On March 9th, the ISDA Determinations Committee for Europe unanimously concluded that The Hellenic Republic (Greece) had triggered a restructuring “credit event” under credit default swap (“CDS”) contracts in connection with the exchange of its debt with private creditors. The committee’s determination was based in large part on the imposition and use by Greece of retroactive “collective action clauses” (“CACs”) on bonds governed by Greek law which bound all holders of such debt to the decisions of a supermajority. In accordance with the 2003 ISDA Credit Derivatives Definitions, a restructuring credit event (whether due to a reduction of coupon, extension of maturity or other specified change) is not triggered unless the restructuring “occurs in a form that binds all holders.”
When it was first announced in October 2011, the Greek debt exchange appeared to be carefully structured to avoid a credit event by making the exchange with private investors voluntary. However, as Greece’s economic situation deteriorated (or became more apparent) in the months that followed, private investors became more reluctant to participate, which precipitated the imposition of the CACs. The final debt exchange deal with private investors, which is intended to help reduce the Greek debt load from 165 percent of GDP in 2011 to below 120 percent by 2020, resulted in a real loss of some 74% on bond holdings.1 On March 19th, ISDA held an auction for the Greek bonds and established a recovery rate of 21.5%, resulting in net payouts of some €2.89 billion (i.e., 78.5% of the approximately €3.7 billion net notional amount of protection out of some €80 billion in gross CDS notional).
Despite many commentators’ concerns, the settlement of CDS contracts in the wake of the determination of a Greek credit event did not lead to broader market turmoil and has been widely viewed as a success.2 Nevertheless, the CDS market’s experience in connection with Greece’s credit event, and other developments, have generated substantial apprehension and raised several questions regarding the future of the sovereign CDS market. One of these questions is whether the sovereign CDS product, as it currently exists, can be too easily circumvented. Specifically, many market participants expressed dissatisfaction when it became apparent that the Greek debt exchange, as it was originally proposed, would not trigger a credit event due to its “voluntary” nature, arguing that such a comprehensive restructuring should trigger protection payments under CDS contracts. Although a credit event was eventually triggered, the confusion regarding the circumstances under which a credit event would occur in the case of a sovereign debt restructuring has led to calls to modify the relevant ISDA definitions to deal with similar situations in the future.3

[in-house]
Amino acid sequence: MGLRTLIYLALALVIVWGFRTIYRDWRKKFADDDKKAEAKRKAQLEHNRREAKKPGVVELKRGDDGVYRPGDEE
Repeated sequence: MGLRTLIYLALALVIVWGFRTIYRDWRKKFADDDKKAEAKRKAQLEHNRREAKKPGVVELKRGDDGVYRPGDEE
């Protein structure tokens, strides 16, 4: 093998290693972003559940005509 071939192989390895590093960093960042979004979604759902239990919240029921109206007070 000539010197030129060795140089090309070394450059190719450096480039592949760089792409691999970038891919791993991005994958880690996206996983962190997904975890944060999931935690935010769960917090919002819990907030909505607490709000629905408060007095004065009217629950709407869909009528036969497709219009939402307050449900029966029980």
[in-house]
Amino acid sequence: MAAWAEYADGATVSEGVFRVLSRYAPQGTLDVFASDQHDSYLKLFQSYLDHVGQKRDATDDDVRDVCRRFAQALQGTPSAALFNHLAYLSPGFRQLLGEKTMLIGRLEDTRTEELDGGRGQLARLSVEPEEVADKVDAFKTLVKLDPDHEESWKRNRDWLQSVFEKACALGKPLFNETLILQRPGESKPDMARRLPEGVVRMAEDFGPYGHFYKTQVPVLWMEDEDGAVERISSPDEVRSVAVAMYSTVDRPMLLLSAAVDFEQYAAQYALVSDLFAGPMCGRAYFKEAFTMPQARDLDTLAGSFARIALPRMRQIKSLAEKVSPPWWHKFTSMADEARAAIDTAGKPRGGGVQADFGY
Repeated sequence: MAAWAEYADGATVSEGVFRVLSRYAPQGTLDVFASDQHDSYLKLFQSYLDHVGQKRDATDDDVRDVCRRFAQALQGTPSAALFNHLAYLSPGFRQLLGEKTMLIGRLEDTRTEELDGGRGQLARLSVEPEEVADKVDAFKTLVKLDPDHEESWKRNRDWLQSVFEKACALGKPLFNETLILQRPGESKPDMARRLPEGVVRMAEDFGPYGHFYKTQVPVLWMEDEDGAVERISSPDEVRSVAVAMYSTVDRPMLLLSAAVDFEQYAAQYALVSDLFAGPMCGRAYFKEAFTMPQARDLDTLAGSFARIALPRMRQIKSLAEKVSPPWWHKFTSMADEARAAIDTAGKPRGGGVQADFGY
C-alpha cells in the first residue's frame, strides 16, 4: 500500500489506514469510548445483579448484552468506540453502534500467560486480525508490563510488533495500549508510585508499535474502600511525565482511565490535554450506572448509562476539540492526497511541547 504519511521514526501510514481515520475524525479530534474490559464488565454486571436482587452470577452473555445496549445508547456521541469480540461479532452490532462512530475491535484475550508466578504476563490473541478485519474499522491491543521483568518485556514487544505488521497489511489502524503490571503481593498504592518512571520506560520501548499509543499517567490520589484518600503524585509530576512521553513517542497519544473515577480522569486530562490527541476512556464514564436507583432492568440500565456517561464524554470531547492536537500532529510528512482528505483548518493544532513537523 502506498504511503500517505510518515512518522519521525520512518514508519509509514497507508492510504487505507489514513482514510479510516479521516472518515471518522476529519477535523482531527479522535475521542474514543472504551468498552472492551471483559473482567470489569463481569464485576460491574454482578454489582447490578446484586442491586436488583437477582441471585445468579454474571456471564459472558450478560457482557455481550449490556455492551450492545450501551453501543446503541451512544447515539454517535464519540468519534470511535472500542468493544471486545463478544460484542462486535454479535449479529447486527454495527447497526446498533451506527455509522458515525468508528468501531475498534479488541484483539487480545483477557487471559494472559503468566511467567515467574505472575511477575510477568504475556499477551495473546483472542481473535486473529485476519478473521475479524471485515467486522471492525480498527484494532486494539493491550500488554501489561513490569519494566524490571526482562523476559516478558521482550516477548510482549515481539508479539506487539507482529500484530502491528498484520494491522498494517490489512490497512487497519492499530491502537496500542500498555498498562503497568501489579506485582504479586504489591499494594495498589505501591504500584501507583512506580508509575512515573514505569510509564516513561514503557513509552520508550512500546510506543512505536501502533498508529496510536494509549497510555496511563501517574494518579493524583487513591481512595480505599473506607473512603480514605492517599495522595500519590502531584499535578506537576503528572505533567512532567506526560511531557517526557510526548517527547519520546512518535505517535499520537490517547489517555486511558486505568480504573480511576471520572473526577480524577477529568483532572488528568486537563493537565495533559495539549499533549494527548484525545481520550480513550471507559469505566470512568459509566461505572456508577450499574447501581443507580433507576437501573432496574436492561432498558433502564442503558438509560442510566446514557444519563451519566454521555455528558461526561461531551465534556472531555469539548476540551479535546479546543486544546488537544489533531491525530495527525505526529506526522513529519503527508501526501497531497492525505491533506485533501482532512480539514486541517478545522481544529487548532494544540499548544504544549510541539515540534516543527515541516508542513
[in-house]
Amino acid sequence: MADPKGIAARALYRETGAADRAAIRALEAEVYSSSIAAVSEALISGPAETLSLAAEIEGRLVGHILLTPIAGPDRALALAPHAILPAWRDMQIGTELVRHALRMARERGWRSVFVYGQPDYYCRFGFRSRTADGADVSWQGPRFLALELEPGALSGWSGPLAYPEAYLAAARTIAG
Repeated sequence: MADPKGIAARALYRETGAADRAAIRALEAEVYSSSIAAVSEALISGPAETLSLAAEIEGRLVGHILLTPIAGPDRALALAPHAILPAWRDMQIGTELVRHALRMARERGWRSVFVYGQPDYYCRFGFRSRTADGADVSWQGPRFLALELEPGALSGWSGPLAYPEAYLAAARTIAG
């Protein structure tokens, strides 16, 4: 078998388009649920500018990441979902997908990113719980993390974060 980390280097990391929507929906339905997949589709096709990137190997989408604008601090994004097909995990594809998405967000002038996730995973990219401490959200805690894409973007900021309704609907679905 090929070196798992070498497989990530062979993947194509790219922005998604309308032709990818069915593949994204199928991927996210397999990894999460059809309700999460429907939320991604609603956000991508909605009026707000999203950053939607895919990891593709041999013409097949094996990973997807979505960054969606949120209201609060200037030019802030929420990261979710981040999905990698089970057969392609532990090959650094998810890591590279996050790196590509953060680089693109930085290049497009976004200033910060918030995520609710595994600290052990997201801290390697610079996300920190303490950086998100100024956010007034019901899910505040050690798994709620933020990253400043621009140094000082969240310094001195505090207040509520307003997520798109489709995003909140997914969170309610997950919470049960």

Another concern has been voiced regarding the bonds deliverable in the ISDA settlement auction itself. Specifically, auction bidders were primarily able to bid only on the new Greek law governed bonds issued in the Greek debt exchange, because the old bonds (other than international law governed bonds) generally had been retired and no longer existed at the time of the auction. There was concern that the price of these new bonds, which necessarily looked to Greece’s risk profile after the extinguishment of debt through the bond exchange, would be higher than the price of the original bonds which, in turn, would lead to a lower CDS recovery rate. Fortunately, and somewhat fortuitously, the price for the new bonds closely approximated the level of loss sustained by private sector investors.
Another concern is the potential impact of the European Union’s recent ban on “naked” sovereign CDS, which came into effect on March 25th, but will apply beginning November 1, 2012. The ban, which includes certain exemptions, will be overseen by the European Securities and Markets Authority (“ESMA”). However, the draft guidance published by ESMA4 regarding the ban raises questions regarding how determinations of violations will be made. For example, it appears that the ban could cover “cross border” situations where a market participant seeks to hedge exposure in a sector of one sovereign (e.g., Italian banks) by purchasing protection against the default of another sovereign (e.g., Cyprus). The existence of the ban itself, and any confusion caused by the breadth of its potential enforcement, may lead some market participants to exit the sovereign CDS market.